Monday, February 15, 2010

The Art of Defamiliarization

One of the concepts of Formalism is defamiliarization, which Victor Shklovsky argues makes objects, "unfamiliar to make forms difficult to increase the difficulty and length of perception because the process of perception is an aesthetic end in itself and must be prolonged" (16). Defamiliarization causes the audience to confront the object on a different level, elevating and transforming it from something ordinary or practical into work that is considered art. Shklovsky points out that Tolstoy's Kholstomer is an example of defamiliarization because the narrator is a horse, making the work seem strange and "unfamiliar" (16).

Animal Farm is another example of defamiliarization because all of the characters are animals. This rescues the work from becoming just another political piece about the evils of Communism and the corruption of power and transforms it into artistic literature. Defamiliarization not only forces the audience to see Animal Farm as art, but allows the author and audience to distance themselves from the seriousness of the message so that the piece can be enjoyed as art and does not become just another political rant.



According to Shklovsky, defamiliarization can also be achieved through the use of unique or difficult language. He states, "According to Aristotle, poetic language must appear strange and wonderful; and, in fact, it is often actually foreign: The Sumerian used by the Assyrians, the Latin of Europe during the Middle Ages, the Arabisms of the Persians, the Old Bulgarian of Russian literature, or the elevated, almost literary language of folk songs" (19). An example of this is T.S. Eliot's use of Greek, Latin, German and other languages in The Wasteland, which forces the reader to become a more active participant in the process by having to make an extra effort to decode the strange and exotic words in order to understand the poem. One is never allowed to fall into a comfortable lull and be a passive listener/reader when dealing with T.S. Elliot.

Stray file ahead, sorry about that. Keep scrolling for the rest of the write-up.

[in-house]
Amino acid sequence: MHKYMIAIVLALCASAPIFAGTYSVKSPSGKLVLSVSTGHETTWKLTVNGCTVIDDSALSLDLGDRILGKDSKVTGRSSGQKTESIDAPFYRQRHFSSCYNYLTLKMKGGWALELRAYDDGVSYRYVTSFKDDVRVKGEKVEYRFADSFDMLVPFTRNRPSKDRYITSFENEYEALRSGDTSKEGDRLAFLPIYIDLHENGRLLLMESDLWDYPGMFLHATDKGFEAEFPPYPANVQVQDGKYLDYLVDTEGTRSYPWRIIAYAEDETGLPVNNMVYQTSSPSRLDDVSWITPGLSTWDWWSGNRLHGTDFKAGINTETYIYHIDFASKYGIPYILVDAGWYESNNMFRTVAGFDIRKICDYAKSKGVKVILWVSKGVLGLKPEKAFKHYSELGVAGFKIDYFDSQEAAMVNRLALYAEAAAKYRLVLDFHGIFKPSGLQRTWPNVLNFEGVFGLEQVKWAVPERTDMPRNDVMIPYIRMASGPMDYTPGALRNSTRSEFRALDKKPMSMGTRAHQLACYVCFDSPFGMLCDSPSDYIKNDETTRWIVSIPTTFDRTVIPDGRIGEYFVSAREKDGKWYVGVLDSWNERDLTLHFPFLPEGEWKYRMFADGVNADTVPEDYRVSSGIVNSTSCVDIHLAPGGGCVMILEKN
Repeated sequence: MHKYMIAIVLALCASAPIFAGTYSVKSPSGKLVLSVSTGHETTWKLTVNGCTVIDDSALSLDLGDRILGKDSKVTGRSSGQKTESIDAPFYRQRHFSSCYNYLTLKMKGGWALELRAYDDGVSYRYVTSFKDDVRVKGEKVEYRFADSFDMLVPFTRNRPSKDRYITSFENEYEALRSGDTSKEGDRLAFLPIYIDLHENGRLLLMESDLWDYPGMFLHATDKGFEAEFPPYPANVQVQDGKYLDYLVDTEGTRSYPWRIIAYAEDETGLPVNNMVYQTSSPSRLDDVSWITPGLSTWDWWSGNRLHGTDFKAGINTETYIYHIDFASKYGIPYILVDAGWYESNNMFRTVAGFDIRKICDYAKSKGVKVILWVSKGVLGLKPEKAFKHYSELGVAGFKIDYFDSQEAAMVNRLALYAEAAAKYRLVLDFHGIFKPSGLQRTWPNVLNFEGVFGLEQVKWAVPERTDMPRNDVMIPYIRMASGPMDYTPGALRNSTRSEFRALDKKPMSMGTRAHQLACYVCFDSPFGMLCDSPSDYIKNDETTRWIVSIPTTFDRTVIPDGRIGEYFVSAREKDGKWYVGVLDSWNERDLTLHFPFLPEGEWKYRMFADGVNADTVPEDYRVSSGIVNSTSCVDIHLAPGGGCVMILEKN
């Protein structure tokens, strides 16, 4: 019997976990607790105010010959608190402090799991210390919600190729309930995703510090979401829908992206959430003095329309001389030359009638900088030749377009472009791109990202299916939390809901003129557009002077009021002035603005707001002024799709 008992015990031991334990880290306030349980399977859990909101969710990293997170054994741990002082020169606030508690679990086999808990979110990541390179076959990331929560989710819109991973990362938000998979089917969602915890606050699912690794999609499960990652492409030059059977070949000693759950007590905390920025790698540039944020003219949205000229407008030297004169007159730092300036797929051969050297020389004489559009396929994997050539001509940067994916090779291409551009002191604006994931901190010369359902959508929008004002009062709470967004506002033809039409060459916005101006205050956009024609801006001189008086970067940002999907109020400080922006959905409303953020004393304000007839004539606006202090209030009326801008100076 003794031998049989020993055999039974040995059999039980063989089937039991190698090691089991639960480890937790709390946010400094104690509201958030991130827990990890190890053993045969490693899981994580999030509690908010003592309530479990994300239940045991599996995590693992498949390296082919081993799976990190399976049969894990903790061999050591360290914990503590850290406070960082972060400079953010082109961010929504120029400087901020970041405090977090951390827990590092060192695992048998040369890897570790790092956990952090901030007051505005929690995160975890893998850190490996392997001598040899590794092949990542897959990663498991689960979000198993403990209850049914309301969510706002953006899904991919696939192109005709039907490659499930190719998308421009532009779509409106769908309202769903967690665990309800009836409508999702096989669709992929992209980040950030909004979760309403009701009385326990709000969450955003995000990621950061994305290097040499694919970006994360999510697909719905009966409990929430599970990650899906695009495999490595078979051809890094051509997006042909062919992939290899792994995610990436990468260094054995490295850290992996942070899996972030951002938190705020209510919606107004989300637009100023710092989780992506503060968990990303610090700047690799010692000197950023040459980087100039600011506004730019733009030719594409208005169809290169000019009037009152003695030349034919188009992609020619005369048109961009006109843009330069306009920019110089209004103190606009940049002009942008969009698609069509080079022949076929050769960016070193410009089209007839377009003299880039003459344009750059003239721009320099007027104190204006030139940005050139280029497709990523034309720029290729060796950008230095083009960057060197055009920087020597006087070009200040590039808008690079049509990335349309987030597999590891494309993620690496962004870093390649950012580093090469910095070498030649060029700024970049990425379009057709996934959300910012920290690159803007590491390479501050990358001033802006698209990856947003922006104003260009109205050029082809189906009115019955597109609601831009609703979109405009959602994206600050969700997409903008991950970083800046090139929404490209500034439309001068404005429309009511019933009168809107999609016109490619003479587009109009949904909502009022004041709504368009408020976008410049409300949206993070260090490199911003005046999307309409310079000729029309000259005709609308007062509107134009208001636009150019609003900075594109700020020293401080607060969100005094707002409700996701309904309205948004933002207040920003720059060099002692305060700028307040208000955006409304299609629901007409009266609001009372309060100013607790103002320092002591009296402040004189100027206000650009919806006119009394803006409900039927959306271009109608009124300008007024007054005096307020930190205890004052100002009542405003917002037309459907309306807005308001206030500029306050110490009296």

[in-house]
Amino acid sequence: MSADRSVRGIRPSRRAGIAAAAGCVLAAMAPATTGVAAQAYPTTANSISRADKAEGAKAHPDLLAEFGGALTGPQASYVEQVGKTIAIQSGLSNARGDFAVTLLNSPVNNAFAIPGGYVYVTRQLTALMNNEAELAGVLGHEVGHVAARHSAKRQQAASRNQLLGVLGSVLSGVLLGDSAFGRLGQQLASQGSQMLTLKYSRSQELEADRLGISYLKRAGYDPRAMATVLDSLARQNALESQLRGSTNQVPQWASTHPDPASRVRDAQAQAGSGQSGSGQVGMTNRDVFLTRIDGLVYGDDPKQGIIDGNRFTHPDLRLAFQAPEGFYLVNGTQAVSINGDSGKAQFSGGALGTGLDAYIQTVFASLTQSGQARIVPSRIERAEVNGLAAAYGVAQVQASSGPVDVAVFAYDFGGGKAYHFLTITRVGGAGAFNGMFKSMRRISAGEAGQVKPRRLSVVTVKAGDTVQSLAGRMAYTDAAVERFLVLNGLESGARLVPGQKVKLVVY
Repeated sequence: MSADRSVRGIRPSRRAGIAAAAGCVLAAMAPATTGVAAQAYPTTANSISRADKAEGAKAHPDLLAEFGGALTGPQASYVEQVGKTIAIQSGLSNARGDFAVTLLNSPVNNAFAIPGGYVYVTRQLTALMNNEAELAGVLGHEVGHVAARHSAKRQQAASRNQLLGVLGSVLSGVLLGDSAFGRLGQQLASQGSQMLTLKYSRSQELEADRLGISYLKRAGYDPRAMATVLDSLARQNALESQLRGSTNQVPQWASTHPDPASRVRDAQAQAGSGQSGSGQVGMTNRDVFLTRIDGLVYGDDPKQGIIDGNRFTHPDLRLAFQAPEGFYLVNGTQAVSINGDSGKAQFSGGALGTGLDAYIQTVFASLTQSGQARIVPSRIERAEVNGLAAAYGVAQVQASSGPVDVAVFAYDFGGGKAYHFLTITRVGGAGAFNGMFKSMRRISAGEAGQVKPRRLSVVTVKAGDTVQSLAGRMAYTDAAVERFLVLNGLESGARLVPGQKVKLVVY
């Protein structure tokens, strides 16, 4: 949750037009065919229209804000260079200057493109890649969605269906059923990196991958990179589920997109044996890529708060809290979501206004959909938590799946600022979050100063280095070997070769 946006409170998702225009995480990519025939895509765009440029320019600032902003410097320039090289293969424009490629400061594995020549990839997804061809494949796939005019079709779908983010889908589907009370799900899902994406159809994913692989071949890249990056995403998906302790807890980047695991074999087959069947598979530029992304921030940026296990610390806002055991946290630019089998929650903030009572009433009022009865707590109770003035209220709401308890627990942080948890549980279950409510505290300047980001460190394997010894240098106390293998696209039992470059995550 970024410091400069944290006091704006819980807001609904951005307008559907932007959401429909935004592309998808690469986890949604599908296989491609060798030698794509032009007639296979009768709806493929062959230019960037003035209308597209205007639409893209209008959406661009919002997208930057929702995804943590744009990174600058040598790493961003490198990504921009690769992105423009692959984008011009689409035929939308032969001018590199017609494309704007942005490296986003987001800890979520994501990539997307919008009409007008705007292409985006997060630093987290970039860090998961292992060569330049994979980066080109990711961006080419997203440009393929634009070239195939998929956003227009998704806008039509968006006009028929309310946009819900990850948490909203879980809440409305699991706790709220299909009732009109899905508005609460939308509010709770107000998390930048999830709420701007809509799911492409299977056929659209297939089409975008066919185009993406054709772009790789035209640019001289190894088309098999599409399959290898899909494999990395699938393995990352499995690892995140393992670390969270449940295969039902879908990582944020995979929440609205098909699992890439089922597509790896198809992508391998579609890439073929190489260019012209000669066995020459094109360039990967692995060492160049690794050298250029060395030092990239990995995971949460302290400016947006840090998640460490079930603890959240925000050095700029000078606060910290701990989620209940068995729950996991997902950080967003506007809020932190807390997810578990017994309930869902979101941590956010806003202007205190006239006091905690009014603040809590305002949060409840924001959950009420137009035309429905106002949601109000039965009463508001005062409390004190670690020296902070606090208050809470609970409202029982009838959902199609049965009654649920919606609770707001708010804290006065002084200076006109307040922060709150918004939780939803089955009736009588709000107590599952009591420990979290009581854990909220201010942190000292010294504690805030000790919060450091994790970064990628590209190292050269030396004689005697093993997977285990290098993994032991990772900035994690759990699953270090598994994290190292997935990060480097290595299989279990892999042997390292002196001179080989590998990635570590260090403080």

Whether an object is rendered unfamiliar by the kind of language used, the unique portrayal of characters in the story, or how a particular event is illustrated, the goal of defamiliarization is to make the object strange and unfamiliar so that the piece is transformed from ordinary prose to extraordinary art.

Bakhtin, Mikhail. Rabelais and His World. Bloomington: Indiana University Press, 1984

Shklovsky, Viktor. "Art as Technique." Literary Theory: An Anthology. Eds. Rivkin, Julie and Ryan, Michael. New York: Blackwell Publishing, 2004. 15-21.

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